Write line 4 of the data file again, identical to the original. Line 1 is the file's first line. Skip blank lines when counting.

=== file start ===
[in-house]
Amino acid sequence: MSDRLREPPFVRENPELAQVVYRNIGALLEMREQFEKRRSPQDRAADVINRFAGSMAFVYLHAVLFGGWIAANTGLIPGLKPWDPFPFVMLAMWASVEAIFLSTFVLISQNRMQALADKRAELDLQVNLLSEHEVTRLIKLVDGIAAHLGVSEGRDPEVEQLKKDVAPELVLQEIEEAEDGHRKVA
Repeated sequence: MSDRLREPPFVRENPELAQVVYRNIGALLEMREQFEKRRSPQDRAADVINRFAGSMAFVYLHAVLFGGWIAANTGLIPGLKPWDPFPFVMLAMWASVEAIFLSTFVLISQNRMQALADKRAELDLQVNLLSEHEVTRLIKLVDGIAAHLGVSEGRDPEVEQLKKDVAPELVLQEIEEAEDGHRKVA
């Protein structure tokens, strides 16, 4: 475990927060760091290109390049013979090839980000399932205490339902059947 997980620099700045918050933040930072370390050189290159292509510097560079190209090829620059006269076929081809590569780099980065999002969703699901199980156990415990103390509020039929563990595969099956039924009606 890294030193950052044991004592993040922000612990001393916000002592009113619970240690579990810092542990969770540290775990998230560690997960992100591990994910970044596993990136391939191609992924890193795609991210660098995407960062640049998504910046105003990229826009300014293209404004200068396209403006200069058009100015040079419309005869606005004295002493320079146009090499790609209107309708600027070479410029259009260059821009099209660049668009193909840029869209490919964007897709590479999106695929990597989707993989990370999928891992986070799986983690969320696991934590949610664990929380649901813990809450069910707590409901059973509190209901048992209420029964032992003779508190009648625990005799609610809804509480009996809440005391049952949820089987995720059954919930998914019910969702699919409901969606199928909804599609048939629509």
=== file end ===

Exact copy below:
């Protein structure tokens, strides 16, 4: 475990927060760091290109390049013979090839980000399932205490339902059947 997980620099700045918050933040930072370390050189290159292509510097560079190209090829620059006269076929081809590569780099980065999002969703699901199980156990415990103390509020039929563990595969099956039924009606 890294030193950052044991004592993040922000612990001393916000002592009113619970240690579990810092542990969770540290775990998230560690997960992100591990994910970044596993990136391939191609992924890193795609991210660098995407960062640049998504910046105003990229826009300014293209404004200068396209403006200069058009100015040079419309005869606005004295002493320079146009090499790609209107309708600027070479410029259009260059821009099209660049668009193909840029869209490919964007897709590479999106695929990597989707993989990370999928891992986070799986983690969320696991934590949610664990929380649901813990809450069910707590409901059973509190209901048992209420029964032992003779508190009648625990005799609610809804509480009996809440005391049952949820089987995720059954919930998914019910969702699919409901969606199928909804599609048939629509």